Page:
The Ovary: your Sex Hormones and Egg Cells Factory
Understanding what the ovary is, what it does and in what way it contributes to your fertility.
What is the ovary?
The ovaries are part of the female reproductive system and they have a huge role in determining its correct function.
We always refer to them in the plural because the ovaries are 2: the right ovary and the left ovary.
The 2 ovaries are small, but very powerful organs and are capable of regulating your menstrual cycle, your fertility, and your general well-being.
Ovary and Hormones
The ovaries produce various hormones, of which the most famous are estrogens and progesterone.
These hormones, also called “female sex hormones” allow the development of the so-called “secondary sexual characters”.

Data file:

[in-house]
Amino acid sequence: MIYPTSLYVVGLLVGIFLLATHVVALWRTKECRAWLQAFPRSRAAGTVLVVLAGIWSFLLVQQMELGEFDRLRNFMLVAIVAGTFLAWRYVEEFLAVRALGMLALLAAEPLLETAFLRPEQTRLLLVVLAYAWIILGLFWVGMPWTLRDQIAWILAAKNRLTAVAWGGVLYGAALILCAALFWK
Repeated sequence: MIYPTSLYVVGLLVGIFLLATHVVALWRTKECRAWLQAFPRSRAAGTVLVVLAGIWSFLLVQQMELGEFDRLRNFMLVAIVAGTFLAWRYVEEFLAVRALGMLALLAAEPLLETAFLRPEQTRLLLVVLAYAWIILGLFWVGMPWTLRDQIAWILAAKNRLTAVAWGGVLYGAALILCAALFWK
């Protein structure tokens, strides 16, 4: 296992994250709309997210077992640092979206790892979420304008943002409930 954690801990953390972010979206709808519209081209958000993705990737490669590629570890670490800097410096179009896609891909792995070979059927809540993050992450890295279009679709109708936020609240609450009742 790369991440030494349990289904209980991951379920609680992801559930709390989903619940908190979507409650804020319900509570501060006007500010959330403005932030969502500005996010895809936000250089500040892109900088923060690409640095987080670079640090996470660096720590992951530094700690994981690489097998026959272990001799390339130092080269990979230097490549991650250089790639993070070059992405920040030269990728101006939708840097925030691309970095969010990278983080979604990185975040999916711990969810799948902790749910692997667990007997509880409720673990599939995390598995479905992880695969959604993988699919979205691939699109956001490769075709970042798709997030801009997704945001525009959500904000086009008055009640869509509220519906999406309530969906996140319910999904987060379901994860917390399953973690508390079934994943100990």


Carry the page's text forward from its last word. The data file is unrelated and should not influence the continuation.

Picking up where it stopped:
Breast development and the onset of menstruation in puberty.
During your reproductive years they regulate your menstrual cycle, but also have an important influence on your mood and memory, your bones´health and your immune system.
Just like diamonds, the ovary’s worth to women’s health is immense.
Ovary and Fertility
The ovary, however, can also be seen a small “fertility bank”. In fact, your ovaries store your entire egg reserve … from before you were even born!
At birth, depending on our genetics, our ovaries store about a few million eggs, but already by the onset of puberty this number will have greatly reduced falling to about 400,000.
Every month, your brain sends instructions to your left and right ovary and regulates their hormone production to trigger the start of the menstrual cycle.
At the beginning of each new cycle, the ovaries will “take out” from their “egg bank” a variable number of ovarian follicles (the “houses” of the egg cells).